The planet WASP-62b is 1.39 times the radius of Jupiter, the largest planet in our Solar System. That means it has a radius about 14 times that of Earth.

WASP-62b is roughly half the mass of Jupiter and so, given its bloated radius, it has a much lower density.

The star WASP-62 is 1.28 times the radius of the Sun. Its spectral type is F7 which means that it is hotter and more luminous than our Sun. It has a brightness of visual magnitude 10.3.

WASP-62b orbits at a distance of 8.5 million km from the host star, taking 4.4 days to go round its orbit.

WASP-62 lies in the constellation of Dorado. Its coordinates are right ascension 05:48:34.0 and declination −63:59:18. The system is at a distance of 175 parsecs away from us.

The brightest stars in the plot have magnitude −1 and the faintest have magnitude 6, so, with a visual magnitude of 10.3, WASP-62 is much fainter than these stars. You would need a telescope to see it.

WASP-62b was discovered from South Africa. The WASP-South camera array that first spotted the transits of WASP-62 is situated at the South African Astronomical Observatory, near the town of Sutherland out in the Karoo.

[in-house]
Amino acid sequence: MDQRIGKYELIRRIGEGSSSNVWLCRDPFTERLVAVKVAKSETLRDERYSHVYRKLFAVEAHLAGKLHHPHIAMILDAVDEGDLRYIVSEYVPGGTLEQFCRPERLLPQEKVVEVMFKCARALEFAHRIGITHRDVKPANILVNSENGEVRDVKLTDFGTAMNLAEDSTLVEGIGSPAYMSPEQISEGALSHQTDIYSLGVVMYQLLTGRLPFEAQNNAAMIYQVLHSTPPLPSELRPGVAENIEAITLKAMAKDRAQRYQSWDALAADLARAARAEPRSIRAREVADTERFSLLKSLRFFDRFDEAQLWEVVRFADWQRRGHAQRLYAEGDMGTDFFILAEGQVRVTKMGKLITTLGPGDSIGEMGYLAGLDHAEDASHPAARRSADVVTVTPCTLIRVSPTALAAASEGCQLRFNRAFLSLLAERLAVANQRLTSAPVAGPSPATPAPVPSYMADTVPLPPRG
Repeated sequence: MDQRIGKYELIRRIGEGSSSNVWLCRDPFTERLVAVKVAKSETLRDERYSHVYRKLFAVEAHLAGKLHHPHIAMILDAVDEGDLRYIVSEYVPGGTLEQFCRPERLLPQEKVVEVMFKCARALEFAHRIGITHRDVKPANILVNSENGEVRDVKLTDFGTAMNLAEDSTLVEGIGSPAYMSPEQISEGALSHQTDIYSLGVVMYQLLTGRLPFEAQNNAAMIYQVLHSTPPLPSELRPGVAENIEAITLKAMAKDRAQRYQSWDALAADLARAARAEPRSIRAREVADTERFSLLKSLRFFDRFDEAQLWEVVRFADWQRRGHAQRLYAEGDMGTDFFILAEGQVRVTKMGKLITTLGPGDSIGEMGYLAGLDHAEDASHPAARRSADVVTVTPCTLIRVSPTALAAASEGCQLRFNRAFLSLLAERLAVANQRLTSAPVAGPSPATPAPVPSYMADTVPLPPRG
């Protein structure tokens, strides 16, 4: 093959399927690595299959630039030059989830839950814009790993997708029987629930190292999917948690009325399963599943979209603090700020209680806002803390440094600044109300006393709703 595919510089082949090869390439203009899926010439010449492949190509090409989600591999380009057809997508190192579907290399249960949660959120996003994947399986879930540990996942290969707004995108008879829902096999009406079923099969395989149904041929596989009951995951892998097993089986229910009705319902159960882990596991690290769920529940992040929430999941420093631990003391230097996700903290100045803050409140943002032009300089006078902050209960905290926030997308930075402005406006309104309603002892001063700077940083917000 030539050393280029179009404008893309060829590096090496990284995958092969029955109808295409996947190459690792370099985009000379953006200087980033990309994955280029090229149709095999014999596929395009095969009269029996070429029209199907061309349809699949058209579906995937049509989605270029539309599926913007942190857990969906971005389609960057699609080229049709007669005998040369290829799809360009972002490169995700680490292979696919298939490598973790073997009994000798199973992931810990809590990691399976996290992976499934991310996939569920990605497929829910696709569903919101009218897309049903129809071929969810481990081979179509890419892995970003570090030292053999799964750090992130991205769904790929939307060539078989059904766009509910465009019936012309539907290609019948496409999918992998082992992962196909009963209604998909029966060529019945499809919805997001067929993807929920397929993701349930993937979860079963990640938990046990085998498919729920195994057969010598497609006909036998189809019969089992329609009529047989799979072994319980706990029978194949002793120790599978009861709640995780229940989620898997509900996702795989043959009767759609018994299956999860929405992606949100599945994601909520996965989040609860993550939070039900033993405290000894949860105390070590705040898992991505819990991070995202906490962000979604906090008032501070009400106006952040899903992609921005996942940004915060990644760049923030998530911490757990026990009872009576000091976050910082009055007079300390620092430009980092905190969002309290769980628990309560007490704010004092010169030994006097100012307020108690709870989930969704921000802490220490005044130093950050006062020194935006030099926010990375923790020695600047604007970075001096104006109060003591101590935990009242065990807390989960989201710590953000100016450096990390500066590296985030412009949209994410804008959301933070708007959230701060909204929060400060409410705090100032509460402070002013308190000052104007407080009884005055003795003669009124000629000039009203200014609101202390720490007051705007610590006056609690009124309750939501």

WASP-South (nearest) among SAAO telescopes.

The WASP-South camera array is in the building nearest the camera. The biggest telescope in Africa, SALT, is in the distance on the left.

WASP-62b is notable because it lies in the Continuous Viewing Zone of the James Webb Space Telescope. James Webb is NASA’s $10 billion successor to the Hubble Space Telescope, and is designed to study the atmosphere of exoplanets such as the WASP hot Jupiters.

Being in the CVZ (red patch), WASP-62b is likely to be one of the prime early targets for JWST when it launches in 2021.

The discovery of WASP-62b, along with that of six other WASP-South planets, was announced in 2012 in a paper led by Prof. Coel Hellier, who leads the group that built and operated WASP-South.

For more information visit http://exoplanet.eu/catalog/wasp-62_b/.